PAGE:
London, December 3rd 1944

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Most Home Guard units held a stand-down parade in late 1944. A mention of that of the 32nd (Aldridge) Battalion, South Staffordshire Home Guard is contained in another part of this website.

The national parade, invoving many thousands of members representing forces throughout the country, took place in Central London before H.M. The King on Sunday, 3rd December 1944. A description of this huge parade, written by a member of the 32nd (Aldridge) Battalion who participated in it, is also contained elsewhere in this site. On that day too, the King issued a special message and broadcast a generous tribute to all Home Guards.

Here is another description of the London parade, the view of an onlooker in London clearly moved by the occasion, which appeared in a contemporary magazine.



Great crowds lined London's bomb-scarred streets on the grey Sunday afternoon of December 3rd 1944 to honour the farewell parade of Britain's Home Guard, who for over four years had held themselves ready to repel any invader. Grace Herbert of the Daily Express here gives her impression of marchers and spectators on this moving occasion.

They marched through Hyde Park, sere and leafless in the typical December weather, saluted the King, their Colonel-in-Chief, went off down Piccadilly to the Circus, up Regent Street, turned left along Oxford Street to Marble Arch, went by Tyburn Gate, then down through the Park again to the Ring Road to disperse, officially for ever...... unless called on for some fateful emergency.

A spectator can stand only at one place along a route, see one aspect of a marching man's face, one set of expressions - I felt a strange, unusual wish to cry. Why? These were ordinary men, our grocers, bank managers, husbands, sons. Men we see every day.

But for this day they were uplifted into something different. They wore greatcoats and tin hats, some carried new rifles, others had last-war rifles. Some wore new boots which were hurting them; some were young - very young; some were old - though not too old. Men of 70 walked beside boys of 17. And they were comrades. It was the comradeship, not the militancy, of this procession which made me want to cry.

I stood near the dais where the King, the Queen and the two Princesses were to take the salute. The Royal Standard curled in a soft breeze. People crowded the roof tops of the Dorchester Hotel and the houses of Stanhope Gate just behind. Park Lane was still.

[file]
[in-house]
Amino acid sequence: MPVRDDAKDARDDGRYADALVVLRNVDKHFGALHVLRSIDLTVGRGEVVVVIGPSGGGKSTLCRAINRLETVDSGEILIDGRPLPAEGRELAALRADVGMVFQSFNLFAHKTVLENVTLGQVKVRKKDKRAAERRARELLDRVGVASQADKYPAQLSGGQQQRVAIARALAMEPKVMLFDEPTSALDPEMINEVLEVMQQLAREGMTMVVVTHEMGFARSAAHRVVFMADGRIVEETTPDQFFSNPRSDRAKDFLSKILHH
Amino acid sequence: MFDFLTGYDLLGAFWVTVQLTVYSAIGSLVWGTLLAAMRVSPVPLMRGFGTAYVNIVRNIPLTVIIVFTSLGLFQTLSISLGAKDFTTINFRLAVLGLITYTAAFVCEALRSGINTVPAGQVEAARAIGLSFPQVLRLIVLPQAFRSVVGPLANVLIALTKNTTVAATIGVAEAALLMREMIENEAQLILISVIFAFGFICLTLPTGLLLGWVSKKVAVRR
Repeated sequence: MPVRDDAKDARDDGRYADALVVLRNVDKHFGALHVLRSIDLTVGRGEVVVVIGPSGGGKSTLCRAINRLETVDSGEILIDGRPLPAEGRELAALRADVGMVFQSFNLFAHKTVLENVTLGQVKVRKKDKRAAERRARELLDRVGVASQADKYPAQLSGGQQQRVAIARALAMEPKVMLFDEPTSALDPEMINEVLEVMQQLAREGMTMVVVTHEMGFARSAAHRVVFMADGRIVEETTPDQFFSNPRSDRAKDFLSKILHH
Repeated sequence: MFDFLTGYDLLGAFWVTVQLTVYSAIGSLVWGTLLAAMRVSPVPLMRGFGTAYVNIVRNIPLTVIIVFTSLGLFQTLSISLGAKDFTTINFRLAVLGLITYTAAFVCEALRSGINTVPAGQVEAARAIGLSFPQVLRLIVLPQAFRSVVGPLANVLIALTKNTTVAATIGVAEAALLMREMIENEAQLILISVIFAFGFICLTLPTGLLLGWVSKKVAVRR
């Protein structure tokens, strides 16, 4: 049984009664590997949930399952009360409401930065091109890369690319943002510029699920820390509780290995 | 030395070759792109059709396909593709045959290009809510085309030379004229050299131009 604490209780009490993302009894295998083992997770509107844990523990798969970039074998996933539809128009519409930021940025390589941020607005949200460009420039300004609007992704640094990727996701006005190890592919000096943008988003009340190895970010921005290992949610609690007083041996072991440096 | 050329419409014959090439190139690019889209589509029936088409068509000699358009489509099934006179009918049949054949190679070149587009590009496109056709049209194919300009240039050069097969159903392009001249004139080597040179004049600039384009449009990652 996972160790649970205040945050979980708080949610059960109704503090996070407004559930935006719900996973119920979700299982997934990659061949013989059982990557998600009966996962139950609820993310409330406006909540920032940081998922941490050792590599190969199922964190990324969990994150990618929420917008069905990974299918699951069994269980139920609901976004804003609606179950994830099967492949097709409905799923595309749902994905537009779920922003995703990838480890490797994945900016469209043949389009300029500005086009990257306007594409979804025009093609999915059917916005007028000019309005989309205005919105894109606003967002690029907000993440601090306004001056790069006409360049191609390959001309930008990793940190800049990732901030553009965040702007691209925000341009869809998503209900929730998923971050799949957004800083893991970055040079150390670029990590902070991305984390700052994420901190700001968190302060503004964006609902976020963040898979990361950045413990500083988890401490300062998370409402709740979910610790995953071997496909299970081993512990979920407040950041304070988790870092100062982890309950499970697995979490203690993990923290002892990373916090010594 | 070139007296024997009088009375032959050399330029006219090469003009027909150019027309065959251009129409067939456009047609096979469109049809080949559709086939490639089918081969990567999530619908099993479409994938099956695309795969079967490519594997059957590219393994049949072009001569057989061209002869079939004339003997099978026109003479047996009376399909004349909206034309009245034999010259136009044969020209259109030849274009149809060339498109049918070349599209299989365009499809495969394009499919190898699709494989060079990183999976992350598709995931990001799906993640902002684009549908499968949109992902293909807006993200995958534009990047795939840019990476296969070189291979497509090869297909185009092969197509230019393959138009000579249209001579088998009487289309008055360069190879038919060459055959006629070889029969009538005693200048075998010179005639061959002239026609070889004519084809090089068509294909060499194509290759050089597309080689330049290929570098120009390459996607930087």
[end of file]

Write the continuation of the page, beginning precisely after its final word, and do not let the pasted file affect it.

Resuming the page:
In the middle distance we heard a low cheering. Five grey horses of the Metropolitan Police came into view. Behind them bobbed the khaki tin hats of our voluntary army. Several of us stood on park seats so that we could see both them and the King and Queen, and the Princesses. The King wore Field Marshal's uniform; the Queen, a black fur coat, a black hat, and fox fur.

With them on the saluting dais were Sir James Grigg, War Secretary, in a plain black coat, and General Sir Harold Franklyn, Commander-in-Chief of the Home Forces. The Irish Guards band, stationed opposite the dais, played "Colonel Bogey".  Princess Margaret whispered to Elizabeth. They strained forward past their mother and father to see the men advancing.

The King raised his hand to the salute as men of the London district marched past. Then came the anti-aircraft gunners; then the Eastern Command contingent. For 45 minutes they marched by, 29 contingents, 11 Home Guard bands. The crowd cheered and clapped. Nearly every person in that crowd was looking out for somebody they knew in the parade.

It was an amazingly large, good-natured crowd. But it did not cheer loud and long. One woman said: "We are still at war!" Which seemed to sum up the general feeling. There were many Home Guards in the crowd, both in and out of uniform. And they made remarks like these: "Well, it shows the war's nearing its end." "Our job's done." "We won't forget the friends we've made in a hurry." "Fancy every one of those 7,000 men wearing his own socks." "Now I remember when we only had sticks." "Now mum'll have me back on her hands." "Old Home Guards never die..." The last line passed. The police closed in. It was over.

There is also a 32nd Battn. eye-witness's account of this event elsewhere in this site. To read the King's address and broadcast, see here. For all references to stand-down parades within this website, please use the Search facility.

Grateful acknowledgent is made to the Daily Express and to Mick Ackrill.